Photo courtesy of Tim Sloan (Getty Images)

But enough about all the pomp and circumstance…you came here to hear about the food. Rick Bayless, one of the Obamas’ (and my Dad’s) favorite chefs, hails from the great city of Chicago and is chef-owner of Frontera Grill and Topolobampo. He arrived at the White House two days early to begin the process of making his complicated sauces. Unable to bring any ingredients from his restaurants, he started the menu from scratch, making heavy use of the White House garden. The end result of his state dinner menu sounds delicious. I just hope he makes the dessert recipe available on his website…yum!

Jicama with oranges, grapefruit, and pineapple; citrus vinaigrette; Ulieses Valdez Chardonnay 2007 “Russian River”

Herb Green Ceviche of Hawaiian Opah, Sesame-Cilantro Cracker

Oregon Wagyu Beef in Oaxacan Black Mole; Black Bean Tamalon Grilled Green Beans; Herrera Cabernet Sauvignon 2006 “Seleccion Rebecca”

Chocolate-Cajeta Tart, Toasted Homemade Marshmallows, Graham Cracker Crumble & Goat Cheese Ice Cream; Mumm Napa “Carlos Santana Brut” N/V

(Thank you to CNN’s Ed Henry for tweeting the menu last night.)

For more behind the scenes coverage of the state dinner check out this great interview from Esquire with a very tired Chef Bayless.

A Top Chef Master Comes to DC

Marcus Samuelsson is one of my favorite celebrity chefs. Besides being gorgeous he has a memorable story and takes a unique approach to his cuisine. Chef Samuelsson was born in Ethiopia, raised in Sweden, and now resides in New York City.  His unique background is reflected in his cooking both at the Scandinavian -themed Aquavit in New York City and through the Townhouse Restaurant Group of which he is a co-founder. Chef Samuelsson also was the head chef at this past November’s White House State Dinner for the Prime Minister of India. And of course most people now know him as a winning cheftestants on the second season of Top Chef Masters.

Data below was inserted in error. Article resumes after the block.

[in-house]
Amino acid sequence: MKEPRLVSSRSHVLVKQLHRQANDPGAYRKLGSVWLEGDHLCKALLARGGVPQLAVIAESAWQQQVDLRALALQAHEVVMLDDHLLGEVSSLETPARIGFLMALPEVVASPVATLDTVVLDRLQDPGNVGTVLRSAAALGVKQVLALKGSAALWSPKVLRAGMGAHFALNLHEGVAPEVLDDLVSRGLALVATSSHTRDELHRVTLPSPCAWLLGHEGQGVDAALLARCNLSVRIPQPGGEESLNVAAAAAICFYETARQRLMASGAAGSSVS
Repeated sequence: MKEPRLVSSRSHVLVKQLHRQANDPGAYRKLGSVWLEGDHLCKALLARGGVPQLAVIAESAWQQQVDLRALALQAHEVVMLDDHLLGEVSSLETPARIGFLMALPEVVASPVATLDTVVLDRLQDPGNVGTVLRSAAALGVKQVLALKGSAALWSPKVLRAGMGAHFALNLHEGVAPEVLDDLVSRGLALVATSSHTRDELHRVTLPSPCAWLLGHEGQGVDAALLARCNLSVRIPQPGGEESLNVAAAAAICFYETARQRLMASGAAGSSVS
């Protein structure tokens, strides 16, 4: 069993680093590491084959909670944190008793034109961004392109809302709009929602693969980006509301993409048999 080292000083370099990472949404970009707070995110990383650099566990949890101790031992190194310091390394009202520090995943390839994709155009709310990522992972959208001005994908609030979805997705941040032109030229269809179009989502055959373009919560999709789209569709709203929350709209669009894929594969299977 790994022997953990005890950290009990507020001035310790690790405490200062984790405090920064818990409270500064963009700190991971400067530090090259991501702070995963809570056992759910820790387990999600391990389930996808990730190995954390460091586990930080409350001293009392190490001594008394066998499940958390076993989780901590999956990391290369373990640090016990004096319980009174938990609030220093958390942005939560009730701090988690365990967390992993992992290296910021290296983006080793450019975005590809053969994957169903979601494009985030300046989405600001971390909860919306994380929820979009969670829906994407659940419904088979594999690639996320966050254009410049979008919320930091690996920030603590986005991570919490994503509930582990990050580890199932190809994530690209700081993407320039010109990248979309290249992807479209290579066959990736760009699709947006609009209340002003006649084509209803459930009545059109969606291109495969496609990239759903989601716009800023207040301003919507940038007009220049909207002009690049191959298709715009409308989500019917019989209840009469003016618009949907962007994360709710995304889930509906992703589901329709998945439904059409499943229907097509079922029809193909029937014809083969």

Well lucky for us DCers, Chef Samuelsson will be holding a cooking demo and book signing at the Metro Center Macy’s this coming Thursday as part of the Macy’s Culinary Council. Chef Samuelsson’s new cookbook “New American Table” is a beautiful mix of recipes, photographs, and stories about all that is good in American cuisine. You can tell that Chef Samuelsson is deeply influenced by his New York City neighbors because there are recipes from Jewish, Asian, Latin, and Italian cuisine, just to name a few. Some highlights appear to be the Mussel-Artichoke Tart, Blueberry Kasha, Chicken Curry with Vegetable Fritters, and the Bay Scallops with Nori-Spiced Watermelon. Yum!!

Here is more info on the cooking demo. I hope to see you there!:

Macy’s Metro Center
Home Store, Lower Level
1201 G St NW
(between N 12th St & N 13th St)
Washington, DC 20005

Thursday, April 29, 6PM

Because seating is limited, reservations are required.
To RSVP please call 1-888-MACYSNY

Click here for more information about the event and the Culinary Council.

Chocolate Fudge

I love, love, love chocolate fudge! I’ve tried tons of different recipes, many that use corn syrup or marshmallows. I’m not sure what either of those ingredients do but after trying this simple recipe from the new Gourmet Today cookbook I’ll never use fancy fudge recipes again. This recipe takes about 15 minutes of actual cooking and contains only 4 ingredients (most of which you probably already have in your fridge or pantry).